Thin conceptions of coexistence consign humans and animals to their respective material and symbolic spheres—to “parallel planes” in Michelfelder’s [19] terminology—that do not, and are not meant to, intersect with one another. This minimalist ethic of coexistence between humans and nonhuman species demands little of humans beyond tolerating urban animals’ presence, provided they primarily inhabit designated parks and other green spaces without making a nuisance of themselves. For the most part, humans go about their lives while animals go about theirs, rarely coming into contact with one another. Thicker conceptions of coexistence ask, more ambitiously, what it means to merge these parallel planes of existence and to invite forms of interspecies sociability “founded upon a more robust sense of belonging than mere toleration or just getting along” [19]. Here, toleration and impatience for boundary violations give way to generosity and hospitality founded upon recognition of mutual entanglement among species. Writing about Australian white ibis who inhabit urban areas, McKiernan and Instone [21] formulate the challenge of thick coexistence as follows: “How do we relate to the ibis outside a dualistic frame of either pest or victim? How do we transform the usual narrative of eradication to a story of entangled human–nonhuman neighborliness?”
A formidable barrier to such a reimagining is the persistence of contradictory beliefs about the place of animals in society [25]. While many urban dwellers are excited about sharing their city with wild animals, others are indifferent, annoyed, or afraid, particularly with regard to predators [26]. Though many charismatic species (e.g., raptors) are admired [27], various abject ones (e.g., rats) number among countless “unloved others” [28,29]. That certain polarizing species (e.g., raccoons) are simultaneously beloved and despised further complicates urban wildlife management [18]. Wildlife management, moreover, is for many cities a low priority, carried out by multiple municipal agencies with conflicting missions and messaging regarding the disposition of wildlife [30,31,32,33]. Moreover, in wildlife management animals have traditionally appeared as objects of expertise and targets of intervention, as populations rather than as individuals, and rarely if ever as fellow inhabitants of multispecies society [12]. Mounting empirical evidence against human exceptionalism is challenging these precepts, however [34]. Social mammals, for example, possess sophisticated systems of communication [14] and employ moral norms of fairness, empathy, trust, and reciprocity that are intelligible to human observers [35,36]. Bats talk [37], and fish need friends [38]. At a minimum, this transition from ethology to ethnology, rooted in scientific and philosophical advances, opens up space for exploring multispecies relationalities that do not treat animals as objects. For example, advocates of “compassionate conservation” seek to nudge wildlife management toward conceptions of coexistence that take animals’ sentience seriously [39,40,41]. We acknowledge that this transition is ongoing, partial, and contested. We also note, however, that incorporating respect for animals’ sentience into wildlife management practices does not depend on settling ontological claims to everyone’s satisfaction [24,33].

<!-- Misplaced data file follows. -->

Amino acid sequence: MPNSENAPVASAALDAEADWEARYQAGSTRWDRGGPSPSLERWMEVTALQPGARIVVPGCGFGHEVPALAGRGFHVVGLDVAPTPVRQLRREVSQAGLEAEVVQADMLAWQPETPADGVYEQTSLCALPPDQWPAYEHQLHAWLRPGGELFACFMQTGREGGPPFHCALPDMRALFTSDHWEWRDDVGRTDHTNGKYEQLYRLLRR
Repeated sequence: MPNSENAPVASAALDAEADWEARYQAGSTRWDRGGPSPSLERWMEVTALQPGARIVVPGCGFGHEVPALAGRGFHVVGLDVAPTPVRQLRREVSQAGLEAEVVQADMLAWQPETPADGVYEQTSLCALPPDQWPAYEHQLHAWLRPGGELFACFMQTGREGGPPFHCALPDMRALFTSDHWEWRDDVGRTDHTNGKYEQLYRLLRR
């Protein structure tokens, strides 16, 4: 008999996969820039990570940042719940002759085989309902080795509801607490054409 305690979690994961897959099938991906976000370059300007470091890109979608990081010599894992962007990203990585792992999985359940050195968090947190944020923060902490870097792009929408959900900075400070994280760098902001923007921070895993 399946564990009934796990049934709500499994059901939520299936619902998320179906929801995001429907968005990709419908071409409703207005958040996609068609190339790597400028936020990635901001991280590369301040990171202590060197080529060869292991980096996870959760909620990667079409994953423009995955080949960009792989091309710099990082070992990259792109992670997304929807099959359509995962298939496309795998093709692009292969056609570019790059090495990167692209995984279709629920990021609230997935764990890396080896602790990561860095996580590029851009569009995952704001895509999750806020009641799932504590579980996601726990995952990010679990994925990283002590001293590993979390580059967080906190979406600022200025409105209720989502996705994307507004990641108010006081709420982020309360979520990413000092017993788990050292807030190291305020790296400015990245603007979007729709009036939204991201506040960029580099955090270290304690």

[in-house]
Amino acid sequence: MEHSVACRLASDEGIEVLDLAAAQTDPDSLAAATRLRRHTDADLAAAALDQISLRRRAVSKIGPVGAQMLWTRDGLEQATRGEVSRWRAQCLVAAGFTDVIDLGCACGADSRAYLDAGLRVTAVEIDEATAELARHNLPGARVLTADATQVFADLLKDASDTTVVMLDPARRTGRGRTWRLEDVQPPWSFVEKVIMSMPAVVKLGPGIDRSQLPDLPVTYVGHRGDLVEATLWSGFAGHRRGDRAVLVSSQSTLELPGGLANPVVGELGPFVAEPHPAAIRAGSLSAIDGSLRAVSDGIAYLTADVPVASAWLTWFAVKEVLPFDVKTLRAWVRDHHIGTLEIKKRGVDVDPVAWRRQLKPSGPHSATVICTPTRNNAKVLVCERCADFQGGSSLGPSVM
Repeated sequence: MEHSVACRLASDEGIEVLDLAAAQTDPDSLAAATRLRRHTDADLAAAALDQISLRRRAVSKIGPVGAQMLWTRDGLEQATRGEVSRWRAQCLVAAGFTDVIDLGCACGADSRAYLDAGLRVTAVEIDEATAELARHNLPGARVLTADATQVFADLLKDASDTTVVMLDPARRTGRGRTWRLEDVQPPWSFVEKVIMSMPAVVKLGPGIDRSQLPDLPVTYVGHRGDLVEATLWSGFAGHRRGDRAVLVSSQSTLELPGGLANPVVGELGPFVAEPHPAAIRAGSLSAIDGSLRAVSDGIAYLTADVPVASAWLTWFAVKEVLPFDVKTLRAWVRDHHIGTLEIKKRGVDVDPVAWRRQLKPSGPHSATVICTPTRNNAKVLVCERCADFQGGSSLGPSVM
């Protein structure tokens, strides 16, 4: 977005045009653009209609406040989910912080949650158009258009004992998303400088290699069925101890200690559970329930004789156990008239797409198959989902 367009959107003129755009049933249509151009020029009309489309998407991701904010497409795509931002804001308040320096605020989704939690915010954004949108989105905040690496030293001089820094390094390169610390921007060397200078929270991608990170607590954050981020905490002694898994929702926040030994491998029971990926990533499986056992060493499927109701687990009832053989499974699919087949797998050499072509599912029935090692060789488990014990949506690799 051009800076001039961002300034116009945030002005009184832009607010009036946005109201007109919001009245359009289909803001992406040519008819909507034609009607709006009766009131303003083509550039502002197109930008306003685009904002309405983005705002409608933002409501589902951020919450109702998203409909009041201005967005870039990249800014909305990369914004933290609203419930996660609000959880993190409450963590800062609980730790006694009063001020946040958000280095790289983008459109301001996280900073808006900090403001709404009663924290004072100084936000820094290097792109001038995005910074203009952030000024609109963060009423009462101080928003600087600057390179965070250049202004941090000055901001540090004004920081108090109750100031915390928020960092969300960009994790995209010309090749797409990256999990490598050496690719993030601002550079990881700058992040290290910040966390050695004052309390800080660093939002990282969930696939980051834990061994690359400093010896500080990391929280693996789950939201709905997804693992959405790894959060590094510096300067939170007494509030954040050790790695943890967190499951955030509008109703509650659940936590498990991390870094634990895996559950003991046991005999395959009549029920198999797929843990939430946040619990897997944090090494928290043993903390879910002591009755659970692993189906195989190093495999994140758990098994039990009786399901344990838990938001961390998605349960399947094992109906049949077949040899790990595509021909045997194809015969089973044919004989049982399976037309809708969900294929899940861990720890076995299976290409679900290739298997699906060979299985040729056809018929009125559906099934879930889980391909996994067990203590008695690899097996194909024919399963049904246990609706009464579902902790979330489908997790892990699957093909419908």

Thus, we ask to what extent urban wildlife management practices in U.S. cities reflect emerging conceptions of human–wildlife coexistence that acknowledge wild animals as fellow urban dwellers with legitimate claims on shared urban spaces [3,9]. If at least some wild animals have successfully achieved membership in urban society, has this revaluation affected how urban wildlife is governed? We pursue this question by analyzing urban wildlife management plans that show a commitment to peaceful human–wildlife coexistence, and urban rodent control approaches that restrict the use of second-generation anticoagulant rodenticides. Our interpretive policy analysis of these management discourses reveals three themes of coexistence-based urban wildlife management: nonhuman belonging, lethal management as a last resort, and mutual accommodation. However, the extent to which the presence of these ideas in urban wildlife management indicates a meaningful shift from human–wildlife conflict to peaceful coexistence varies by species and does not, for the most part, extend to commensal rodents.